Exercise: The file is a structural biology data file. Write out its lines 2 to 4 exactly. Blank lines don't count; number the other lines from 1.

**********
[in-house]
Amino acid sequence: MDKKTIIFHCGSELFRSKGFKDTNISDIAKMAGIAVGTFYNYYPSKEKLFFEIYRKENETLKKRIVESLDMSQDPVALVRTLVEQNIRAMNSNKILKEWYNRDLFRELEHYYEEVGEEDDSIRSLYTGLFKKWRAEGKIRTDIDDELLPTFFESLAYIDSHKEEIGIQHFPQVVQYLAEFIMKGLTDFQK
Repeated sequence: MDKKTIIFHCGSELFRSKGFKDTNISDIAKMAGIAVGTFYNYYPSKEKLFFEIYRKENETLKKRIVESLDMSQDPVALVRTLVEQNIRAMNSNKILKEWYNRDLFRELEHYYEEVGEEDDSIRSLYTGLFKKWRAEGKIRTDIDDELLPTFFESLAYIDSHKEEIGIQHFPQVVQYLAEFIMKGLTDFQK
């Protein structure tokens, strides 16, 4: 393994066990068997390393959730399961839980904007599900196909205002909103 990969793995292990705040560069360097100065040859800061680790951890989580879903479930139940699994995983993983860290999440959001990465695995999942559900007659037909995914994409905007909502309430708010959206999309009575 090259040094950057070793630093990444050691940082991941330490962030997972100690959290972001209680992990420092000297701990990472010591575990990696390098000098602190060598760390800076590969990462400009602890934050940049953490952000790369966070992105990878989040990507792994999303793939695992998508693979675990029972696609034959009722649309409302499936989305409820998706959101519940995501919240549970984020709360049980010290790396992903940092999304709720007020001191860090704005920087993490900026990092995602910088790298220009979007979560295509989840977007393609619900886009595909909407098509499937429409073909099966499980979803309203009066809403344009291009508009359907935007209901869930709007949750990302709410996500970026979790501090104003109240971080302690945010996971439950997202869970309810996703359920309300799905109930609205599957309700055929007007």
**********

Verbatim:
Amino acid sequence: MDKKTIIFHCGSELFRSKGFKDTNISDIAKMAGIAVGTFYNYYPSKEKLFFEIYRKENETLKKRIVESLDMSQDPVALVRTLVEQNIRAMNSNKILKEWYNRDLFRELEHYYEEVGEEDDSIRSLYTGLFKKWRAEGKIRTDIDDELLPTFFESLAYIDSHKEEIGIQHFPQVVQYLAEFIMKGLTDFQK
Repeated sequence: MDKKTIIFHCGSELFRSKGFKDTNISDIAKMAGIAVGTFYNYYPSKEKLFFEIYRKENETLKKRIVESLDMSQDPVALVRTLVEQNIRAMNSNKILKEWYNRDLFRELEHYYEEVGEEDDSIRSLYTGLFKKWRAEGKIRTDIDDELLPTFFESLAYIDSHKEEIGIQHFPQVVQYLAEFIMKGLTDFQK
């Protein structure tokens, strides 16, 4: 393994066990068997390393959730399961839980904007599900196909205002909103 990969793995292990705040560069360097100065040859800061680790951890989580879903479930139940699994995983993983860290999440959001990465695995999942559900007659037909995914994409905007909502309430708010959206999309009575 090259040094950057070793630093990444050691940082991941330490962030997972100690959290972001209680992990420092000297701990990472010591575990990696390098000098602190060598760390800076590969990462400009602890934050940049953490952000790369966070992105990878989040990507792994999303793939695992998508693979675990029972696609034959009722649309409302499936989305409820998706959101519940995501919240549970984020709360049980010290790396992903940092999304709720007020001191860090704005920087993490900026990092995602910088790298220009979007979560295509989840977007393609619900886009595909909407098509499937429409073909099966499980979803309203009066809403344009291009508009359907935007209901869930709007949750990302709410996500970026979790501090104003109240971080302690945010996971439950997202869970309810996703359920309300799905109930609205599957309700055929007007």